While dealing with bipolar disorder isn’t always easy, it doesn’t have to run your life. But in order to successfully manage bipolar disorder, you have to make smart choices. Your lifestyle and daily habits can have a significant impact on your moods and may even lessen your need for medication…
The keys to bipolar disorder self-help
1 Get educated. Learn as much as you can about bipolar disorder. The more you know, the better you’ll be at assisting your own recovery.
2 Get moving. Exercise has a beneficial impact on mood and may reduce the number of bipolar episodes you experience. Aerobic exercise that activates arm and leg movement such as running, walking, swimming, dancing, climbing or drumming may be especially beneficial to your brain and nervous system.
3. Keep stress in check. Avoid high-stress situations, maintain a healthy work-life balance, and try relaxation techniques such as meditation, yoga, or deep breathing.
4 Seek support. It’s important to have people you can turn to for help and encouragement. Try joining a support group or talking to a trusted friend. Reaching out is not a sign of weakness and it won’t mean you’re a burden to others. In fact, most friends will be flattered that you trust them enough to confide in them, and it will only strengthen your relationship.
5 Stay closely connected to friends and family. Nothing is as calming to the nervous system as face-to-face contact with caring supportive people who can just listen to you talk about what you’re experiencing.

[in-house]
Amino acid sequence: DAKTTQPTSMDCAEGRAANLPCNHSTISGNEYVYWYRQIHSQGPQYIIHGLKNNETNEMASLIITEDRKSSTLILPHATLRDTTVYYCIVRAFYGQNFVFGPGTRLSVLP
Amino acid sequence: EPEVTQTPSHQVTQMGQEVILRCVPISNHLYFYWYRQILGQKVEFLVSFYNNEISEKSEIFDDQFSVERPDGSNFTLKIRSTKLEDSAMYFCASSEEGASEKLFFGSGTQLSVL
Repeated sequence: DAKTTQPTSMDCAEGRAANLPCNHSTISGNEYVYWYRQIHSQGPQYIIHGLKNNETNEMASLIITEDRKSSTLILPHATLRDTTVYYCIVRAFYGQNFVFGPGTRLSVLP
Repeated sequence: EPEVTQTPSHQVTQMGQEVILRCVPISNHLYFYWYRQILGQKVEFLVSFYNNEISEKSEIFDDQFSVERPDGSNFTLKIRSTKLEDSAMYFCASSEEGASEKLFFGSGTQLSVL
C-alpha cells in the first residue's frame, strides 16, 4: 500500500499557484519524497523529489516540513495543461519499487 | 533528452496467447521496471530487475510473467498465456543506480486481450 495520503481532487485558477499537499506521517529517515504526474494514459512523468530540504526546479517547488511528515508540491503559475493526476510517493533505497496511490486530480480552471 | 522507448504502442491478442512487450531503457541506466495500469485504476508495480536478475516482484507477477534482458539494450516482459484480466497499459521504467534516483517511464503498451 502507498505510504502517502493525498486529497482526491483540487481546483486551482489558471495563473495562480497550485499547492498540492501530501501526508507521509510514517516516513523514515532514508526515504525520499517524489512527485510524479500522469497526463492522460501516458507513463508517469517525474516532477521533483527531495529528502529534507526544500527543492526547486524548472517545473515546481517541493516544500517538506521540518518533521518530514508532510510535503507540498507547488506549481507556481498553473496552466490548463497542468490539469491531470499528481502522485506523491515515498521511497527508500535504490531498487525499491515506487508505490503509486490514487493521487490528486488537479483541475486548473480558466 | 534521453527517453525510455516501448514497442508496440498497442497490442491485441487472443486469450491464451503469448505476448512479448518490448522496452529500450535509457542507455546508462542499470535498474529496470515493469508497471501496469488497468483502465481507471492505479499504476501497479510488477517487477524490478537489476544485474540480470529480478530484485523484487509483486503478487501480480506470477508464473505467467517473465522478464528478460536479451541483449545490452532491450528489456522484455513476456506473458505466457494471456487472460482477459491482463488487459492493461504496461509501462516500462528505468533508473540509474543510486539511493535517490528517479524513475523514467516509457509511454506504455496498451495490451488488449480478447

6. Make healthy choices. Healthy sleeping and eating habits can help stabilize your moods. Keeping a regular sleep schedule is particularly important.
7. Monitor your moods. Keep track of your symptoms and watch for signs that your moods are swinging out of control so you can stop the problem before it starts.
8. Bipolar disorder requires long-term treatment. Since bipolar disorder is a chronic, relapsing illness, it’s important to continue treatment even when you’re feeling better. Most people with bipolar disorder need medication to prevent new episodes and stay symptom-free.
9. There is more to treatment than medication. Medication alone is usually not enough to fully control the symptoms of bipolar disorder. The most effective treatment strategy for bipolar disorder involves a combination of medication, therapy, lifestyle changes, and social support.
Books recommended to know more about bipolar disorder:
1. Madness: A Bipolar Life
An astonishing dispatch from inside the belly of bipolar disorder, reflecting major new insights When Marya Hornbacher published her first book, Wasted: A Memoir of Anorexia and Bulimia, she did not yet have the piece of shattering knowledge that would finally make sense of the chaos of her life. At age twenty-four, Hornbacher was diagnosed with Type I rapid-cycle bipolar, the most severe form of bipolar disorder.